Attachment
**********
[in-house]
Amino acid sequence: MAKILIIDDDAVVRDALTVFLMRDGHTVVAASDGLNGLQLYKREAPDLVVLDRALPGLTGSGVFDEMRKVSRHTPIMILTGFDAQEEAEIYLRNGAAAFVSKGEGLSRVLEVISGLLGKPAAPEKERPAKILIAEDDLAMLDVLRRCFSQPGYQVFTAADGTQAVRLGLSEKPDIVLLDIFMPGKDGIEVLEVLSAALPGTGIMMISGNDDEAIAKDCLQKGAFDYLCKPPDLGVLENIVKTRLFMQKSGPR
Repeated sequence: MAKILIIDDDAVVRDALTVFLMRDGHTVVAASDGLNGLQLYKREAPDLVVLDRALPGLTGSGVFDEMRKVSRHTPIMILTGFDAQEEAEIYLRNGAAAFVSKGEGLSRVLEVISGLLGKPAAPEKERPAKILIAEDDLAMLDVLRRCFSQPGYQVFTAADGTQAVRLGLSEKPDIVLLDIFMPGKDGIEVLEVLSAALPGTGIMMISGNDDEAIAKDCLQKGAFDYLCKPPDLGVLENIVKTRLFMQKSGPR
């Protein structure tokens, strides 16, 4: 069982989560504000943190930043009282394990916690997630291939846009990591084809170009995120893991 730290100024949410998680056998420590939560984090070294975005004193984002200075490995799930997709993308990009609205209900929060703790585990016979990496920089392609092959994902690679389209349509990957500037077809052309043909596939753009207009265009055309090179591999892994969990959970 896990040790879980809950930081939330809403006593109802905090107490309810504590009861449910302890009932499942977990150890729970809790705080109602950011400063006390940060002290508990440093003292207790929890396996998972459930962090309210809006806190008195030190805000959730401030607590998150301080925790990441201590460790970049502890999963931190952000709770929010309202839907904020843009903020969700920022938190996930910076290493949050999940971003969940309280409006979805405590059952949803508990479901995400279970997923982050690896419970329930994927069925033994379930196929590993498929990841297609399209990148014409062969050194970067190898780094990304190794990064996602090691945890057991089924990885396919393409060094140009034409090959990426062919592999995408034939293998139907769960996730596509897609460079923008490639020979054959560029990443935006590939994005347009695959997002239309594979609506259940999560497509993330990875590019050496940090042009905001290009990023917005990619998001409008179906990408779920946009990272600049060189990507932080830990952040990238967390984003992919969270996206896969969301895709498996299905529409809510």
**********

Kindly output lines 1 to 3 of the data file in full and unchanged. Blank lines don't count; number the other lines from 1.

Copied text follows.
[in-house]
Amino acid sequence: MAKILIIDDDAVVRDALTVFLMRDGHTVVAASDGLNGLQLYKREAPDLVVLDRALPGLTGSGVFDEMRKVSRHTPIMILTGFDAQEEAEIYLRNGAAAFVSKGEGLSRVLEVISGLLGKPAAPEKERPAKILIAEDDLAMLDVLRRCFSQPGYQVFTAADGTQAVRLGLSEKPDIVLLDIFMPGKDGIEVLEVLSAALPGTGIMMISGNDDEAIAKDCLQKGAFDYLCKPPDLGVLENIVKTRLFMQKSGPR
Repeated sequence: MAKILIIDDDAVVRDALTVFLMRDGHTVVAASDGLNGLQLYKREAPDLVVLDRALPGLTGSGVFDEMRKVSRHTPIMILTGFDAQEEAEIYLRNGAAAFVSKGEGLSRVLEVISGLLGKPAAPEKERPAKILIAEDDLAMLDVLRRCFSQPGYQVFTAADGTQAVRLGLSEKPDIVLLDIFMPGKDGIEVLEVLSAALPGTGIMMISGNDDEAIAKDCLQKGAFDYLCKPPDLGVLENIVKTRLFMQKSGPR